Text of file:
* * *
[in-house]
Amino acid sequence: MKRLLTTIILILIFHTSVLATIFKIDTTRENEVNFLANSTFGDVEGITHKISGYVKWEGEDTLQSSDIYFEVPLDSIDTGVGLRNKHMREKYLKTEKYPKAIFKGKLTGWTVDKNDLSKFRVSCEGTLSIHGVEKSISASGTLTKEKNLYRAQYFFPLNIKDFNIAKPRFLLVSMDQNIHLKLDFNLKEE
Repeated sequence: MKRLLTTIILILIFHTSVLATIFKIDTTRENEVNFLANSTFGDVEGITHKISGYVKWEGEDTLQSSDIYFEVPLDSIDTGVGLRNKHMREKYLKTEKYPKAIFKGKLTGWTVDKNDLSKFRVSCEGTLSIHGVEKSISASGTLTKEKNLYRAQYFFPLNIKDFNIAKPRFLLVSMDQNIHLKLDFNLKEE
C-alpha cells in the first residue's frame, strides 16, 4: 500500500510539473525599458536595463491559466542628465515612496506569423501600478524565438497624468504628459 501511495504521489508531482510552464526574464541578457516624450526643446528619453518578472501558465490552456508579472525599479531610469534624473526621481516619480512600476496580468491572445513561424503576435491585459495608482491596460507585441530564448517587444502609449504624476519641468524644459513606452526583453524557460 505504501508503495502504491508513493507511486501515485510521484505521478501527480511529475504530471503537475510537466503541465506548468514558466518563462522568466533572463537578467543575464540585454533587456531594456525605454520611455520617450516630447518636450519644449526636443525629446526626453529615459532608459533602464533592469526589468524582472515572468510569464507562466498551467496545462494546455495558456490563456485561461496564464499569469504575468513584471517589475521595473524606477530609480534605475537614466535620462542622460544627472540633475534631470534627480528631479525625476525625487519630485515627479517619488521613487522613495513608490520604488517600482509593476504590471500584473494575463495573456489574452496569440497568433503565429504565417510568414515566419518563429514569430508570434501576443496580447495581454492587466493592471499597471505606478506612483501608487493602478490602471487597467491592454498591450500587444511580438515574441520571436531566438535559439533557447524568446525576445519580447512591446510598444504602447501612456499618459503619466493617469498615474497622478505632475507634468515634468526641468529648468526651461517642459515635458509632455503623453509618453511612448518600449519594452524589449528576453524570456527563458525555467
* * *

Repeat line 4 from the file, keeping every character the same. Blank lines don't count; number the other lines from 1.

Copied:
C-alpha cells in the first residue's frame, strides 16, 4: 500500500510539473525599458536595463491559466542628465515612496506569423501600478524565438497624468504628459 501511495504521489508531482510552464526574464541578457516624450526643446528619453518578472501558465490552456508579472525599479531610469534624473526621481516619480512600476496580468491572445513561424503576435491585459495608482491596460507585441530564448517587444502609449504624476519641468524644459513606452526583453524557460 505504501508503495502504491508513493507511486501515485510521484505521478501527480511529475504530471503537475510537466503541465506548468514558466518563462522568466533572463537578467543575464540585454533587456531594456525605454520611455520617450516630447518636450519644449526636443525629446526626453529615459532608459533602464533592469526589468524582472515572468510569464507562466498551467496545462494546455495558456490563456485561461496564464499569469504575468513584471517589475521595473524606477530609480534605475537614466535620462542622460544627472540633475534631470534627480528631479525625476525625487519630485515627479517619488521613487522613495513608490520604488517600482509593476504590471500584473494575463495573456489574452496569440497568433503565429504565417510568414515566419518563429514569430508570434501576443496580447495581454492587466493592471499597471505606478506612483501608487493602478490602471487597467491592454498591450500587444511580438515574441520571436531566438535559439533557447524568446525576445519580447512591446510598444504602447501612456499618459503619466493617469498615474497622478505632475507634468515634468526641468529648468526651461517642459515635458509632455503623453509618453511612448518600449519594452524589449528576453524570456527563458525555467